The development of a new drug is a complex and costly process. The identification and optimization of bioactive molecules is to a large extent supported by computer-based methods, e.g. the semi-automated classification of molecules and their functional relationships. This is a big-data problem, since the theoretical chemical space is estimated to contain around \(10^{62}\) molecules. Many approaches within rational drug design are based on the basic hypothesis that structural similar molecules also show a similar biological effect. Common similarity measures use fast but inexact chemical fingerprints, yielding a high number of false positives. By proposing the Maximum Similar Subgraph (MSS) paradigm, an extension of the \({\mathcal {N}}{\mathcal {P}}\)-complete Maximum Common Subgraph problem with allowed deviations with respect of similar bioactivity, the project (P17) introduced an exact comparison method based on searching and clustering graph representations of molecules, where atoms are the vertices and bonds between the atoms are represented by edges. In 2017, Schäfer and Mutzel presented StruClus [25], a structural clustering algorithm for large-scale datasets of small labeled graphs based on the MSS paradigm. This algorithm achieves high quality and (human) interpretable clusterings, has a runtime linear in the number of graphs and outperforms competing clustering algorithms. The project also continuously develops Scaffold Hunter [24], a flexible visual analytics framework for the analysis of chemical compound data. One application of this tool is to identify whole scaffolds that are exchangeable by similar shape. This leads to a reduced graph which allows for a more efficient MSS computation. Scaffold Hunter was initiated as a collaboration with the group of H. Waldmann (Max Planck Institute of Molecular Physiology, Dortmund).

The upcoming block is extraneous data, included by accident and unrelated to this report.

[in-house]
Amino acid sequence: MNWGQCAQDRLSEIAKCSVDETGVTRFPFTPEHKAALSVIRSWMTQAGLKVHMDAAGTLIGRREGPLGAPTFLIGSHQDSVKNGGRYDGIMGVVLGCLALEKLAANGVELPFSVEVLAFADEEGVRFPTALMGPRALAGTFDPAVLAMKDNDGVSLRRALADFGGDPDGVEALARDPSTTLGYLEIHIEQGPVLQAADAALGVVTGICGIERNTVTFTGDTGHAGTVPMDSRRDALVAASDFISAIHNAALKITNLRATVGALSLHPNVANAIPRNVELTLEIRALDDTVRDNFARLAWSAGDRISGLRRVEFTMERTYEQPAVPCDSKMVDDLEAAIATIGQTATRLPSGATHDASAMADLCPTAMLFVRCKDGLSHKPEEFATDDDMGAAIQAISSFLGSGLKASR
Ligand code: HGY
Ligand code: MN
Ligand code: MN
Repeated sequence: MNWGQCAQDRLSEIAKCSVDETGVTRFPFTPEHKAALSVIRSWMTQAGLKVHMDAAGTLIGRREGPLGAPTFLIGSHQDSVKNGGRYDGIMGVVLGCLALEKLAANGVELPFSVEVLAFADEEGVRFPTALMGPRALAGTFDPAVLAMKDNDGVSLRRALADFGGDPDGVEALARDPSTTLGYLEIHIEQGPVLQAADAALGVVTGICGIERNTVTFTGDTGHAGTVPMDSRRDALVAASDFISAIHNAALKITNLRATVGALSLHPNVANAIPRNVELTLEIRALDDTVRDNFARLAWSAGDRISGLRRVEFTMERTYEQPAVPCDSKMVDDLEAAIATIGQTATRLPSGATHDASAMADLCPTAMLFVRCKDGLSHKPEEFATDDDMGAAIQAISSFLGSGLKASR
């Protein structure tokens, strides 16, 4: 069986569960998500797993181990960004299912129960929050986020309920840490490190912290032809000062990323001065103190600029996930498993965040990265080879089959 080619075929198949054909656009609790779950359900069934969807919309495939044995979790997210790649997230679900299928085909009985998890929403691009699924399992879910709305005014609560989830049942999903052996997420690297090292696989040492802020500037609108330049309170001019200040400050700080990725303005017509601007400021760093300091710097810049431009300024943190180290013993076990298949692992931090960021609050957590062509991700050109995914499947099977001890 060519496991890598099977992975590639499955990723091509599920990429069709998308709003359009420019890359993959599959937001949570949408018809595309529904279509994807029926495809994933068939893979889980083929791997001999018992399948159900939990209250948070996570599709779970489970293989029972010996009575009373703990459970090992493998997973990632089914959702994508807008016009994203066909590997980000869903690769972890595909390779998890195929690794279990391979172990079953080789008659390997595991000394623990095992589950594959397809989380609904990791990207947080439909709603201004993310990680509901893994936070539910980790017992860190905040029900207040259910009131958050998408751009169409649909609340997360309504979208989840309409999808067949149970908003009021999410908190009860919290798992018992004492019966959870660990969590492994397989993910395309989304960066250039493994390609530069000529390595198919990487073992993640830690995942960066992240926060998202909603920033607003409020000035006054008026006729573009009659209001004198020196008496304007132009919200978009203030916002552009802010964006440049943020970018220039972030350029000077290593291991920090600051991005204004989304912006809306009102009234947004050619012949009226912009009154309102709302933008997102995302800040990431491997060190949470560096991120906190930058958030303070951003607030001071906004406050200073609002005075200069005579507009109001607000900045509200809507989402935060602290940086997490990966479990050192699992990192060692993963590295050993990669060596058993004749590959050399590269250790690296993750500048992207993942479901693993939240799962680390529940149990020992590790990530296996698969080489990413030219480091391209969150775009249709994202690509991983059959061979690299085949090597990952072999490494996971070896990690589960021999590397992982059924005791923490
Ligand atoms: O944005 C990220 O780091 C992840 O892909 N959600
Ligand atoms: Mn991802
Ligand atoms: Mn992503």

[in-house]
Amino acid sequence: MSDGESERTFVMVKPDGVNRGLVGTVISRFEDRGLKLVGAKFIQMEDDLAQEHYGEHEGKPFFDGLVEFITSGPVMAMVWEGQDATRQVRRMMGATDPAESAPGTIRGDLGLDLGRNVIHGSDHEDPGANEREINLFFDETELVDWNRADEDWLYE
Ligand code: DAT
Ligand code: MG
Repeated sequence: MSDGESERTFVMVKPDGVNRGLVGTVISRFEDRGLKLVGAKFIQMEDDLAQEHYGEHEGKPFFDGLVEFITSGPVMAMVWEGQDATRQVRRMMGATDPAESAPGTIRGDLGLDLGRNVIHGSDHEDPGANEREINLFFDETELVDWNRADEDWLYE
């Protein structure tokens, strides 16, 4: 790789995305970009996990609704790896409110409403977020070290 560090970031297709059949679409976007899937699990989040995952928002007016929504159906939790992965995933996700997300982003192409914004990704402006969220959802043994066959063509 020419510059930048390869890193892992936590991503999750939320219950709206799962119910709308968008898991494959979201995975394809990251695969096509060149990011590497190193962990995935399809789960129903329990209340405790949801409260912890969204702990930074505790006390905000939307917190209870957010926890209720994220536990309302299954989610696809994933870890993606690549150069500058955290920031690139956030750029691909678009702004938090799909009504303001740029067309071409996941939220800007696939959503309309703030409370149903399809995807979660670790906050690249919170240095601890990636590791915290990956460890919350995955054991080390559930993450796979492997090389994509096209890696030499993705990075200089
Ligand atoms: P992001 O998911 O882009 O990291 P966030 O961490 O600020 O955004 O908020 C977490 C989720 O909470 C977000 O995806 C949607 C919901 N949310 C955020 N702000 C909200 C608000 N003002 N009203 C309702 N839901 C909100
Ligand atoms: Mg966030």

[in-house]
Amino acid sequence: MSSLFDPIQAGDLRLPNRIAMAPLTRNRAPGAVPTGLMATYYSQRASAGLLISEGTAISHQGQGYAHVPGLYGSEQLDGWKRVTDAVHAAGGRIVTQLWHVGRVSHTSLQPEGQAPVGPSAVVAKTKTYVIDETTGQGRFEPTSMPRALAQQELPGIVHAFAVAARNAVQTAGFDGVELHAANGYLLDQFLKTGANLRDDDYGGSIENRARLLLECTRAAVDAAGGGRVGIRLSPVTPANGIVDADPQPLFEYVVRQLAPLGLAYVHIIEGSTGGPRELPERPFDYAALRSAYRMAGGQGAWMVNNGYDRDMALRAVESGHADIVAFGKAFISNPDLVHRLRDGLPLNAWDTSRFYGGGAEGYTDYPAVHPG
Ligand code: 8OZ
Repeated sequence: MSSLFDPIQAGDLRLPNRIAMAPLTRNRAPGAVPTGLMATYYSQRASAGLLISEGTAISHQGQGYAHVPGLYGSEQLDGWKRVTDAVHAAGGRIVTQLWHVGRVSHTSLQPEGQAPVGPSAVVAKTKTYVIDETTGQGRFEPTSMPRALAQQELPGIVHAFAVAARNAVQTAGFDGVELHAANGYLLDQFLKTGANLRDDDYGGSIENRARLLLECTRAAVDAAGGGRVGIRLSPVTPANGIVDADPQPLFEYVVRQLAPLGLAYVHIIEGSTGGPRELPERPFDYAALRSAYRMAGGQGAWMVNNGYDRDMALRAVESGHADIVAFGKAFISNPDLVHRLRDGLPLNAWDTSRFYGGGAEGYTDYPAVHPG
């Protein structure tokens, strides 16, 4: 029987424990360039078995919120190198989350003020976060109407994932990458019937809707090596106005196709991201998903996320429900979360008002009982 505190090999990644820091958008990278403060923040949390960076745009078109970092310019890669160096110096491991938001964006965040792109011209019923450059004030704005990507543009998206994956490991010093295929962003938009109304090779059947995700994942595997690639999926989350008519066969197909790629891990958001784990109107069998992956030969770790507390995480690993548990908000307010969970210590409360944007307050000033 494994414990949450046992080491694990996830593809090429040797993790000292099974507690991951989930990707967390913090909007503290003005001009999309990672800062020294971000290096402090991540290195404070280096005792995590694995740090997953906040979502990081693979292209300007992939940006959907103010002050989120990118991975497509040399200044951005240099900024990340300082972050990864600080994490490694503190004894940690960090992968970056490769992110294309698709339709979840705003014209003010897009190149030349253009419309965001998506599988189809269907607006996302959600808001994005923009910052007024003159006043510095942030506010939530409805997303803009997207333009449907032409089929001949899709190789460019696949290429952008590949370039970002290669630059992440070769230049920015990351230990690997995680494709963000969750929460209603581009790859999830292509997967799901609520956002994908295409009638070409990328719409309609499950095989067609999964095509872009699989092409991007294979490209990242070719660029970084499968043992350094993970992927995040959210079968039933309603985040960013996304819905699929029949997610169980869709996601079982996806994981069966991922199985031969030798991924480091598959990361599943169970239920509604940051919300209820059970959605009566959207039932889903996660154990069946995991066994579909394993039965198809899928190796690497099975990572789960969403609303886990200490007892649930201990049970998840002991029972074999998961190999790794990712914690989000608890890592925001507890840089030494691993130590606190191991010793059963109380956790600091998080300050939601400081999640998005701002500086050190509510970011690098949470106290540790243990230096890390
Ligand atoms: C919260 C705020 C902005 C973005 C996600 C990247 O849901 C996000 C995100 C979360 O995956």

1. P18

    Algorithmic Foundations for Genome Assembly A. Srivastav (U Kiel), Th. Reusch (GEOMAR Kiel), and Ph. Rosenstiel (Uniklinikum Schleswig-Holstein)

    This is a joint project between A. Srivastav from the Department of Computer Science of Kiel University, T. Reusch from GEOMAR Helmholtz Centre for Ocean Research Kiel and Ph. Rosenstiel from the Institute of Clinical and Molecular Biology University Medical Center Schleswig-Holstein, dealing with the genome assembly problem: given a high number of sequences of an unknown genome, called reads, which may contain errors, and perhaps some extra information, the task is to reconstruct the genome. The objectives of (P18) are the development of a comprehensive mathematical model for genome assembly as an optimization problem, the engineering and theoretical analysis of distributed and streaming assemblers and distributed probabilistic data structures to hold intermediate information, the engineering of an assembler based on the maximum-likelihood method, and applications to marine species investigated in the group of Th. Reusch and to the variational calling problems in the group of Ph. Rosenstiel. In 2017, Wedemeyer et al. [32] presented their read filtering algorithm Bignorm. They show how probabilistic data structures and biological parameters can be used to drastically reduce the amount of data prior to the assembly process and demonstrate its significance by the assembly of genomes of single-celled species.